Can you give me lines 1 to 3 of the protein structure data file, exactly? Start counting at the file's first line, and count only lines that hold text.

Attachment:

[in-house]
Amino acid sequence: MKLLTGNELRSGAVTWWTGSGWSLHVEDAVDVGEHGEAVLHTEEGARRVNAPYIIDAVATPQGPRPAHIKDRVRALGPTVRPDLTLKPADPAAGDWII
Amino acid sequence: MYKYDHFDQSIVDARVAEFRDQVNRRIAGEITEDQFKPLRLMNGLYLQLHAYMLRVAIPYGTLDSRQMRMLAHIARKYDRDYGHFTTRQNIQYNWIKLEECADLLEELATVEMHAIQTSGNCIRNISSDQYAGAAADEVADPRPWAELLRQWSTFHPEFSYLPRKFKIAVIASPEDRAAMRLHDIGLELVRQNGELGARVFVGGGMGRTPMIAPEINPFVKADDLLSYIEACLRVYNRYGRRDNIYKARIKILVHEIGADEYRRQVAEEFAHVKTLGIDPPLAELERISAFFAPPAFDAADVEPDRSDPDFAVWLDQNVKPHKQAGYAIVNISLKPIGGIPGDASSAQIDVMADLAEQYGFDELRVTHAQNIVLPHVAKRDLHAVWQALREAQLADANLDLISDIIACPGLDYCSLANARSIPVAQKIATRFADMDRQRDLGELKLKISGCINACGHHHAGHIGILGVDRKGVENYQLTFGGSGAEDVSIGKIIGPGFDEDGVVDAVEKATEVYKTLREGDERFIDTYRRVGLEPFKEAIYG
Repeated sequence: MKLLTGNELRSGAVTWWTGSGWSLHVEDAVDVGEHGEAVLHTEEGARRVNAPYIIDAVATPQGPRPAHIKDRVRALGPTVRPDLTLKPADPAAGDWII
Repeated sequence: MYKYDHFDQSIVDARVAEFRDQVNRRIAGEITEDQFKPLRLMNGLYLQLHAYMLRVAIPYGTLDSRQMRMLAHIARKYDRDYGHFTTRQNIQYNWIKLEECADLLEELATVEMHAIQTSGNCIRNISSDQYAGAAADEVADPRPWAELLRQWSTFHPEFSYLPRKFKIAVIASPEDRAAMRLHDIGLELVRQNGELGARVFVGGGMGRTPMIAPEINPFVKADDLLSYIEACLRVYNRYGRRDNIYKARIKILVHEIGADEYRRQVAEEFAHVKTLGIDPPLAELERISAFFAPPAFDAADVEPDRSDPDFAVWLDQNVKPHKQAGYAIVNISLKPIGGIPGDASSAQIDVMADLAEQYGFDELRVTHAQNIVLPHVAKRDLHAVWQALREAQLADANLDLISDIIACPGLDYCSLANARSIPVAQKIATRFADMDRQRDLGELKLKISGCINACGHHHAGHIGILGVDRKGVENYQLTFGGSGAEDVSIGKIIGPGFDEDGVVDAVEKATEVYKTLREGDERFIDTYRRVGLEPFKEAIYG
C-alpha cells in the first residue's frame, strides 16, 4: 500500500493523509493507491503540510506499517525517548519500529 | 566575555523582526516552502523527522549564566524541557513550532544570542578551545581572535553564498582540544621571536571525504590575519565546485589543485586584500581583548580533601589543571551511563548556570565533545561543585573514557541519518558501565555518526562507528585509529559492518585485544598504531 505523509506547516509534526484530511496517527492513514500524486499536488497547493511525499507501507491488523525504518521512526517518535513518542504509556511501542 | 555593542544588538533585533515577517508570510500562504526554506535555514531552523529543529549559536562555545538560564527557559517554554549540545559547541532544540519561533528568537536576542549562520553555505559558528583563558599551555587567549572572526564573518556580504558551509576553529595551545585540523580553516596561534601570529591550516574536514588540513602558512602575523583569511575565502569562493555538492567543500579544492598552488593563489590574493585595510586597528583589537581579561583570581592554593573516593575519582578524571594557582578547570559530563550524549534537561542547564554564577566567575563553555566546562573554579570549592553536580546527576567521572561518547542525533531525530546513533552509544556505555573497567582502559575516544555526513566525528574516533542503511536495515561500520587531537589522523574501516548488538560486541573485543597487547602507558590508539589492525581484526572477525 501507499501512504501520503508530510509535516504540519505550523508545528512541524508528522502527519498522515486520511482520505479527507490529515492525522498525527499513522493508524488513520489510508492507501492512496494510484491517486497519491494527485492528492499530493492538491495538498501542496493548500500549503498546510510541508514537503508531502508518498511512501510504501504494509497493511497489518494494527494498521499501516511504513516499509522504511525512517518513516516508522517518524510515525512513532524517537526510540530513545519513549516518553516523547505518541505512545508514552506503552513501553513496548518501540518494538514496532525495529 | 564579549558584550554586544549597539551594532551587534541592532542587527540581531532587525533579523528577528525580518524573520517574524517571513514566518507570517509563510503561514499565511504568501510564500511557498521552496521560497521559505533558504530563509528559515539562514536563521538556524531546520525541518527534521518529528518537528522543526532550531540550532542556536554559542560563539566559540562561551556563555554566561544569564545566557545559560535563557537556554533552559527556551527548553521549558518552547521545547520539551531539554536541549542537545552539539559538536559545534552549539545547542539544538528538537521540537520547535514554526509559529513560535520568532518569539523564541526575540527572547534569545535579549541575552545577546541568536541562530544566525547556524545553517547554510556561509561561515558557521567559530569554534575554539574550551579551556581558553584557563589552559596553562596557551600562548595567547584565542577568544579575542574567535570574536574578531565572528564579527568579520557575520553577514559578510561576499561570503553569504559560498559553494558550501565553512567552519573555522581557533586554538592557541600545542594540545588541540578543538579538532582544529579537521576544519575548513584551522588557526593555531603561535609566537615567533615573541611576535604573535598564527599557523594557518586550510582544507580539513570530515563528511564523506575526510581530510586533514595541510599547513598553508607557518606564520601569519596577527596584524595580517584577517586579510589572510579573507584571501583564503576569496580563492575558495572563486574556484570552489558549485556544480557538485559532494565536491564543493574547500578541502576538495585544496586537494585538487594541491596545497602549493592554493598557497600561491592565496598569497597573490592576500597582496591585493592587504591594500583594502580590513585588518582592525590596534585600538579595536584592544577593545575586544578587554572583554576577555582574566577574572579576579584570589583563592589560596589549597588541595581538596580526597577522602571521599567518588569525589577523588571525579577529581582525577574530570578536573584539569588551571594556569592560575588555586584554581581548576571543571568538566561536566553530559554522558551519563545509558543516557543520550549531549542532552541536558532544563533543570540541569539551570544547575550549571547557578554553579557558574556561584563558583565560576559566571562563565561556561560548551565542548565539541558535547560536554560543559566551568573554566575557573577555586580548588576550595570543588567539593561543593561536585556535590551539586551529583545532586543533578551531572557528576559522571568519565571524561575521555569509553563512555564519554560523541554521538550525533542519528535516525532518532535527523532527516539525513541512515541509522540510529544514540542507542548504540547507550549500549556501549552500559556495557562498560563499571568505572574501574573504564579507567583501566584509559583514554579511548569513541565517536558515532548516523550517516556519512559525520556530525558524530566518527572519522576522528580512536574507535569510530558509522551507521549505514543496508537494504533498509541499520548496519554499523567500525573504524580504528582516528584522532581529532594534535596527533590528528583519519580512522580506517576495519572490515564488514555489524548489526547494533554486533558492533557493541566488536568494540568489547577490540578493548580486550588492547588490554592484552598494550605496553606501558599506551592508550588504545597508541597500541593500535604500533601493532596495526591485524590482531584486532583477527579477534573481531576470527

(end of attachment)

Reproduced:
[in-house]
Amino acid sequence: MKLLTGNELRSGAVTWWTGSGWSLHVEDAVDVGEHGEAVLHTEEGARRVNAPYIIDAVATPQGPRPAHIKDRVRALGPTVRPDLTLKPADPAAGDWII
Amino acid sequence: MYKYDHFDQSIVDARVAEFRDQVNRRIAGEITEDQFKPLRLMNGLYLQLHAYMLRVAIPYGTLDSRQMRMLAHIARKYDRDYGHFTTRQNIQYNWIKLEECADLLEELATVEMHAIQTSGNCIRNISSDQYAGAAADEVADPRPWAELLRQWSTFHPEFSYLPRKFKIAVIASPEDRAAMRLHDIGLELVRQNGELGARVFVGGGMGRTPMIAPEINPFVKADDLLSYIEACLRVYNRYGRRDNIYKARIKILVHEIGADEYRRQVAEEFAHVKTLGIDPPLAELERISAFFAPPAFDAADVEPDRSDPDFAVWLDQNVKPHKQAGYAIVNISLKPIGGIPGDASSAQIDVMADLAEQYGFDELRVTHAQNIVLPHVAKRDLHAVWQALREAQLADANLDLISDIIACPGLDYCSLANARSIPVAQKIATRFADMDRQRDLGELKLKISGCINACGHHHAGHIGILGVDRKGVENYQLTFGGSGAEDVSIGKIIGPGFDEDGVVDAVEKATEVYKTLREGDERFIDTYRRVGLEPFKEAIYG